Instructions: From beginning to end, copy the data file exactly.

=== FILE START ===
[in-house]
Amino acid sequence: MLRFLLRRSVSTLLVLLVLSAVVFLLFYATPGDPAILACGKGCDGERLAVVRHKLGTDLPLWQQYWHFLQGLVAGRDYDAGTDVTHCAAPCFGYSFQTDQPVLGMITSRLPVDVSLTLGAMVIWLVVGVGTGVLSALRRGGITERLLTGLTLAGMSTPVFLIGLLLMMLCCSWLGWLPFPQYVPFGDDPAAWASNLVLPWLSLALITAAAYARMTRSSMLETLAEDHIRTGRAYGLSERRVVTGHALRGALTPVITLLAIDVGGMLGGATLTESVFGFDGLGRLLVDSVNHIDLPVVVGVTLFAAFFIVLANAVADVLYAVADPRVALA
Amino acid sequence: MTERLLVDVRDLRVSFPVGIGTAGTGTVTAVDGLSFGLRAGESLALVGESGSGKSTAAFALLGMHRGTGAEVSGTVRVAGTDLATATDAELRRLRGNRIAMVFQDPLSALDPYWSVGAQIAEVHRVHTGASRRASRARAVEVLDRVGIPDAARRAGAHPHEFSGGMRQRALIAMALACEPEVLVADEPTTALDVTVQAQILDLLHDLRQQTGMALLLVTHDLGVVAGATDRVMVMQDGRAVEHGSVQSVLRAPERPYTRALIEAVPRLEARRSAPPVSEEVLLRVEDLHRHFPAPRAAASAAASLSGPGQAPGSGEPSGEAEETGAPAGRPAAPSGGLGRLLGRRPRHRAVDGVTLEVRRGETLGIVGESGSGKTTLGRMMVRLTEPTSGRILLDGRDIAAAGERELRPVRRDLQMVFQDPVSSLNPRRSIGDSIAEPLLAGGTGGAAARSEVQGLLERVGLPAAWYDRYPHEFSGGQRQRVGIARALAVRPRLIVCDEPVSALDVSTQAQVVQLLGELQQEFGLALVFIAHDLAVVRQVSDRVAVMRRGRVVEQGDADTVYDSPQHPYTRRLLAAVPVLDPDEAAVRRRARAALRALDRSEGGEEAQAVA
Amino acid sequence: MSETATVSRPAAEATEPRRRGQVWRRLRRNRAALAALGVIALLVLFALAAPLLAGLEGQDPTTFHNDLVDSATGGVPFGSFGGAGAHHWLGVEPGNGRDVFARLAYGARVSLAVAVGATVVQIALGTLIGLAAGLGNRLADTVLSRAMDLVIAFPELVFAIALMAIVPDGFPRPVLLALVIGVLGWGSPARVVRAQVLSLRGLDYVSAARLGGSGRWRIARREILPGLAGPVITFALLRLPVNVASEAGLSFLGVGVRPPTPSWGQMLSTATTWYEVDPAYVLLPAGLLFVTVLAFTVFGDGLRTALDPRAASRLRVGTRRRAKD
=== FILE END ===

[in-house]
Amino acid sequence: MLRFLLRRSVSTLLVLLVLSAVVFLLFYATPGDPAILACGKGCDGERLAVVRHKLGTDLPLWQQYWHFLQGLVAGRDYDAGTDVTHCAAPCFGYSFQTDQPVLGMITSRLPVDVSLTLGAMVIWLVVGVGTGVLSALRRGGITERLLTGLTLAGMSTPVFLIGLLLMMLCCSWLGWLPFPQYVPFGDDPAAWASNLVLPWLSLALITAAAYARMTRSSMLETLAEDHIRTGRAYGLSERRVVTGHALRGALTPVITLLAIDVGGMLGGATLTESVFGFDGLGRLLVDSVNHIDLPVVVGVTLFAAFFIVLANAVADVLYAVADPRVALA
Amino acid sequence: MTERLLVDVRDLRVSFPVGIGTAGTGTVTAVDGLSFGLRAGESLALVGESGSGKSTAAFALLGMHRGTGAEVSGTVRVAGTDLATATDAELRRLRGNRIAMVFQDPLSALDPYWSVGAQIAEVHRVHTGASRRASRARAVEVLDRVGIPDAARRAGAHPHEFSGGMRQRALIAMALACEPEVLVADEPTTALDVTVQAQILDLLHDLRQQTGMALLLVTHDLGVVAGATDRVMVMQDGRAVEHGSVQSVLRAPERPYTRALIEAVPRLEARRSAPPVSEEVLLRVEDLHRHFPAPRAAASAAASLSGPGQAPGSGEPSGEAEETGAPAGRPAAPSGGLGRLLGRRPRHRAVDGVTLEVRRGETLGIVGESGSGKTTLGRMMVRLTEPTSGRILLDGRDIAAAGERELRPVRRDLQMVFQDPVSSLNPRRSIGDSIAEPLLAGGTGGAAARSEVQGLLERVGLPAAWYDRYPHEFSGGQRQRVGIARALAVRPRLIVCDEPVSALDVSTQAQVVQLLGELQQEFGLALVFIAHDLAVVRQVSDRVAVMRRGRVVEQGDADTVYDSPQHPYTRRLLAAVPVLDPDEAAVRRRARAALRALDRSEGGEEAQAVA
Amino acid sequence: MSETATVSRPAAEATEPRRRGQVWRRLRRNRAALAALGVIALLVLFALAAPLLAGLEGQDPTTFHNDLVDSATGGVPFGSFGGAGAHHWLGVEPGNGRDVFARLAYGARVSLAVAVGATVVQIALGTLIGLAAGLGNRLADTVLSRAMDLVIAFPELVFAIALMAIVPDGFPRPVLLALVIGVLGWGSPARVVRAQVLSLRGLDYVSAARLGGSGRWRIARREILPGLAGPVITFALLRLPVNVASEAGLSFLGVGVRPPTPSWGQMLSTATTWYEVDPAYVLLPAGLLFVTVLAFTVFGDGLRTALDPRAASRLRVGTRRRAKD